Posts Tagged ‘MySpace’

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I have said it before and I will say it again, be careful what you share on Facebook.  More attorneys are using what you post on your Facebook page in custody and divorce matters.  Even in the UK, the American Academy of Matrimonial Lawyers says that around 81% of its members have had to deal with — or have themselves used — evidence from social media sources, including Facebook, Twitter and YouTube.  And a UK site reported that the word “Facebook” alone appeared in around 20% of its cases last year.

Citing Facebook posts, one mom lost custody of her kids because she was playing FarmVille or World of Warcraft when she claimed to be spending time with them.  A husband who denied anger management issues but spouted to the world, complete with violent threats on his Facebook profile, also lost custody of his children.

Judges don’t have many compunctions about admitting such evidence, the reigning wisdom being that it’s difficult to impossible to make a fraudulent entry of some kind on a user’s Facebook page.  I have personally seen MySpace accounts used in juvenile dependency matters to substantiate the county’s claims that a parent was involved in gang related activities, enabling the county to terminate parental rights.

So, if you don’t want your significant other using things against you in a custody or divorce matter, start being a responsible adult and don’t post the stuff that shows you in a less than flattering way to the world.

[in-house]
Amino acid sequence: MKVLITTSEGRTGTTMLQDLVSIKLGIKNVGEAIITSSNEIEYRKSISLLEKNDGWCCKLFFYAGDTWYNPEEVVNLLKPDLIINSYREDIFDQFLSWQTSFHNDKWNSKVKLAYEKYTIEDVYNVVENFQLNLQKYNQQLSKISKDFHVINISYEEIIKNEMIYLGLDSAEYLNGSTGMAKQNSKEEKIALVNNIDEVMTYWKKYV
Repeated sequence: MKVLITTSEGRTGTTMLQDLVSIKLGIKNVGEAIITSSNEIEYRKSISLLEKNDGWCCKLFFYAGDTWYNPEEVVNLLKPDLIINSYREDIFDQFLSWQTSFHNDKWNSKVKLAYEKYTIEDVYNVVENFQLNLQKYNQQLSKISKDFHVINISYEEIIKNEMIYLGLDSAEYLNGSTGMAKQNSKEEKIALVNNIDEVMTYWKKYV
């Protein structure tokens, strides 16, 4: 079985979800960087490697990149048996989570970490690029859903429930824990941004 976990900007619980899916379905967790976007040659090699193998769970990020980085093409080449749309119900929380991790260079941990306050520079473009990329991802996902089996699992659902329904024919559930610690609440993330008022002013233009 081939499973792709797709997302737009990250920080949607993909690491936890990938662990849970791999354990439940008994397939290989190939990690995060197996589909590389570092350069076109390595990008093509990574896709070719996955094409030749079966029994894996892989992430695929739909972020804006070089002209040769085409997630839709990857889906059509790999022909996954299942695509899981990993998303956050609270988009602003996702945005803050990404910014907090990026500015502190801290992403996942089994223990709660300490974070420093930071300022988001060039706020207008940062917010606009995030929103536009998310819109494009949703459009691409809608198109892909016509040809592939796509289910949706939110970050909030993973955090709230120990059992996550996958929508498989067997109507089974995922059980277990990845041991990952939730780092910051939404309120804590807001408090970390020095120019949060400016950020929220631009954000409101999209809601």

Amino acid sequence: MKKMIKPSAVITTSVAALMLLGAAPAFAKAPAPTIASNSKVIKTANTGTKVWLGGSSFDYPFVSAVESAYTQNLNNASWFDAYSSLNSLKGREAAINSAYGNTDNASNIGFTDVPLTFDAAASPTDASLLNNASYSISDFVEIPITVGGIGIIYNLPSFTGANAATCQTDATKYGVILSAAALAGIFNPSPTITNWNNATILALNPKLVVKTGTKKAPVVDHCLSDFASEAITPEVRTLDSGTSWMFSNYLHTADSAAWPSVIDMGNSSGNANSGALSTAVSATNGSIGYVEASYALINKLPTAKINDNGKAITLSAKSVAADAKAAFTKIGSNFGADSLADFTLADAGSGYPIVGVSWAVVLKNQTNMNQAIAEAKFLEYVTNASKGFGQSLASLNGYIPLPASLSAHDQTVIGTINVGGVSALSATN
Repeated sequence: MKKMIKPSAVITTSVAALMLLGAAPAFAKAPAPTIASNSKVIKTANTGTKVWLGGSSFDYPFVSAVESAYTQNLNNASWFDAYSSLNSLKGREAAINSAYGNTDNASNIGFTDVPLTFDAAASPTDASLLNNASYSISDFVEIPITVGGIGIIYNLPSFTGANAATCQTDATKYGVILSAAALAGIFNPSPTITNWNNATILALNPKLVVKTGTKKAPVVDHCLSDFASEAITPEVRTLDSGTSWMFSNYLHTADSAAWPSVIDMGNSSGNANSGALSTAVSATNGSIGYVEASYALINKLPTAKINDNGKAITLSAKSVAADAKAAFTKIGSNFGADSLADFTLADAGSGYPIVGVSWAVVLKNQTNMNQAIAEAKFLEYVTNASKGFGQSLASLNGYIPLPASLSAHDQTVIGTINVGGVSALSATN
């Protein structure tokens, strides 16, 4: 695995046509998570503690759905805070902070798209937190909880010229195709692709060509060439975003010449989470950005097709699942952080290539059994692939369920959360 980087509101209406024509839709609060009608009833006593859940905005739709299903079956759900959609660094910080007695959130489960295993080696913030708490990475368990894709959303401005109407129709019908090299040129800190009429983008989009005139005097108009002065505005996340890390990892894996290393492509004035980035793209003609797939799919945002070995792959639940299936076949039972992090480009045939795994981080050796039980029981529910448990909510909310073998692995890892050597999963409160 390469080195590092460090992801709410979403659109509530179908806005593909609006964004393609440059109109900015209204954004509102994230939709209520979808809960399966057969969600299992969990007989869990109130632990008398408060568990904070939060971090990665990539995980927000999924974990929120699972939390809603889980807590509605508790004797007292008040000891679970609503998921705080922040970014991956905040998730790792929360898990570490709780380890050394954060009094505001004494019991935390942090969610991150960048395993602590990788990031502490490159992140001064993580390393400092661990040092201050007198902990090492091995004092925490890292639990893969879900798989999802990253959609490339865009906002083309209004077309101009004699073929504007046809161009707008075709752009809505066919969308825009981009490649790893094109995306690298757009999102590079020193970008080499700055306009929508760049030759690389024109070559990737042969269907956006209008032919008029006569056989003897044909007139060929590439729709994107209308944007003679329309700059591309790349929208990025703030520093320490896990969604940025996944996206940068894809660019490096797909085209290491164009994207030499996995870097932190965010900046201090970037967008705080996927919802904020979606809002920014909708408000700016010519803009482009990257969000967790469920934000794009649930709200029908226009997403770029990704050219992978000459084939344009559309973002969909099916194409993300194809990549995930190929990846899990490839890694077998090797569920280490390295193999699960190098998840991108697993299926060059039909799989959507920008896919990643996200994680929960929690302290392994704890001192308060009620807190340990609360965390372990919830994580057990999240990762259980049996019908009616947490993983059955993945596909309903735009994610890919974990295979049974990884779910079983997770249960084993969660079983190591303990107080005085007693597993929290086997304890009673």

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After trying to crack down on teenage sexting by charging offenders with felony child-porn offenses, states are rethinking their approach. Perhaps, some argue, a split-second decision made by an impulsive teen mind should not carry the risk of decades on a sex-offender registry. Nebraska, Utah, and Vermont all changed their laws last year to reduce severity of the penalties in recognition of the sexualized culture that pervades sites like MySpace and Facebook. Fourteen other states are considering new laws that would treat underage sexters differently from adult child pornographers. On Wednesday, a federal appellate court found that a district attorney had gone too far pushing to bring child-porn charges against some 16-year-old girls who sent pictures of themselves in skimpy clothing to peers’ cellphones. Lawyers say such use of the statues have results far from the intent of child-porn laws, which are to protect kids from pedophiles, not severely punish the bad judgment of a high-school student.

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